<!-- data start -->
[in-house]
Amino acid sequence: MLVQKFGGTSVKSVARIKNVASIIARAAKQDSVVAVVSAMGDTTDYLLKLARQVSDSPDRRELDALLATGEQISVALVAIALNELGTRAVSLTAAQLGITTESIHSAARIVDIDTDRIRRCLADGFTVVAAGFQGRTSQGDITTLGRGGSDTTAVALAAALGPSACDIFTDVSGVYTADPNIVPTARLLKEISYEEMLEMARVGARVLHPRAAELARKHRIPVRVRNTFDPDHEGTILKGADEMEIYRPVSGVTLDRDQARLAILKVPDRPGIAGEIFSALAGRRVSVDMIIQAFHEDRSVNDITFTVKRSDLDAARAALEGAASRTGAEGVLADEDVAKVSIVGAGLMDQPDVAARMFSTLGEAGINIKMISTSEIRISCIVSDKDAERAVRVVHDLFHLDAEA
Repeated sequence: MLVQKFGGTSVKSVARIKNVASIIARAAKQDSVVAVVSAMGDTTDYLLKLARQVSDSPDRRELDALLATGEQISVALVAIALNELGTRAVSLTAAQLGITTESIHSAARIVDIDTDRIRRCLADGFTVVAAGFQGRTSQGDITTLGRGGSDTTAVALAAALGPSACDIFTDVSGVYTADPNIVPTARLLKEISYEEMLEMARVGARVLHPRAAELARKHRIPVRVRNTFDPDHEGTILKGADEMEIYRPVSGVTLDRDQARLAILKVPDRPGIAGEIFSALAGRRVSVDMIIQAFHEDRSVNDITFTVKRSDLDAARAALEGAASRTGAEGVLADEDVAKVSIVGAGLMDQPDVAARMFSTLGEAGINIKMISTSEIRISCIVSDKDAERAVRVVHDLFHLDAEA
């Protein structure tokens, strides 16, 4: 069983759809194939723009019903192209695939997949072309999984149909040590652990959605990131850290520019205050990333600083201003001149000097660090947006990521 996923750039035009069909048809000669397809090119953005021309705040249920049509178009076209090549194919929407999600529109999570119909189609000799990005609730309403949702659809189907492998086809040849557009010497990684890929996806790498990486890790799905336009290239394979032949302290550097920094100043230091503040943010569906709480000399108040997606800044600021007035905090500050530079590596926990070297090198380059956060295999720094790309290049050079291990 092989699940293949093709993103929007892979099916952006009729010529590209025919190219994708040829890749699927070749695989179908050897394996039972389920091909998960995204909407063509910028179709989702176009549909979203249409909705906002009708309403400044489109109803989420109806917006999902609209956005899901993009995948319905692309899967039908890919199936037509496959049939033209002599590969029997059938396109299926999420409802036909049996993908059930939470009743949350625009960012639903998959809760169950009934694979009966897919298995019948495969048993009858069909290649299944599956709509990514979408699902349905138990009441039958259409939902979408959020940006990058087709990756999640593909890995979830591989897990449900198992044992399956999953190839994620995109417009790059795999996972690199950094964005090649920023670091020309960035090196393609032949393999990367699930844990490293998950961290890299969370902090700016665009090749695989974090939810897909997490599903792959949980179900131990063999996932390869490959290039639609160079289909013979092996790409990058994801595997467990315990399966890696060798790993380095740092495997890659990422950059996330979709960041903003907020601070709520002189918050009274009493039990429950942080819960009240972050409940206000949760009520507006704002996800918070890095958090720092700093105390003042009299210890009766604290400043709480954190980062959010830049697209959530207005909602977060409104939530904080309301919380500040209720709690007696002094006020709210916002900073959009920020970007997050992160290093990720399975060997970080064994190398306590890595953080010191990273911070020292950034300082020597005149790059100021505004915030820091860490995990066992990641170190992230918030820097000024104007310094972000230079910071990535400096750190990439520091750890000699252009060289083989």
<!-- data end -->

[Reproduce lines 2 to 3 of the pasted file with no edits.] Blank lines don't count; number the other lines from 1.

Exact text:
Amino acid sequence: MLVQKFGGTSVKSVARIKNVASIIARAAKQDSVVAVVSAMGDTTDYLLKLARQVSDSPDRRELDALLATGEQISVALVAIALNELGTRAVSLTAAQLGITTESIHSAARIVDIDTDRIRRCLADGFTVVAAGFQGRTSQGDITTLGRGGSDTTAVALAAALGPSACDIFTDVSGVYTADPNIVPTARLLKEISYEEMLEMARVGARVLHPRAAELARKHRIPVRVRNTFDPDHEGTILKGADEMEIYRPVSGVTLDRDQARLAILKVPDRPGIAGEIFSALAGRRVSVDMIIQAFHEDRSVNDITFTVKRSDLDAARAALEGAASRTGAEGVLADEDVAKVSIVGAGLMDQPDVAARMFSTLGEAGINIKMISTSEIRISCIVSDKDAERAVRVVHDLFHLDAEA
Repeated sequence: MLVQKFGGTSVKSVARIKNVASIIARAAKQDSVVAVVSAMGDTTDYLLKLARQVSDSPDRRELDALLATGEQISVALVAIALNELGTRAVSLTAAQLGITTESIHSAARIVDIDTDRIRRCLADGFTVVAAGFQGRTSQGDITTLGRGGSDTTAVALAAALGPSACDIFTDVSGVYTADPNIVPTARLLKEISYEEMLEMARVGARVLHPRAAELARKHRIPVRVRNTFDPDHEGTILKGADEMEIYRPVSGVTLDRDQARLAILKVPDRPGIAGEIFSALAGRRVSVDMIIQAFHEDRSVNDITFTVKRSDLDAARAALEGAASRTGAEGVLADEDVAKVSIVGAGLMDQPDVAARMFSTLGEAGINIKMISTSEIRISCIVSDKDAERAVRVVHDLFHLDAEA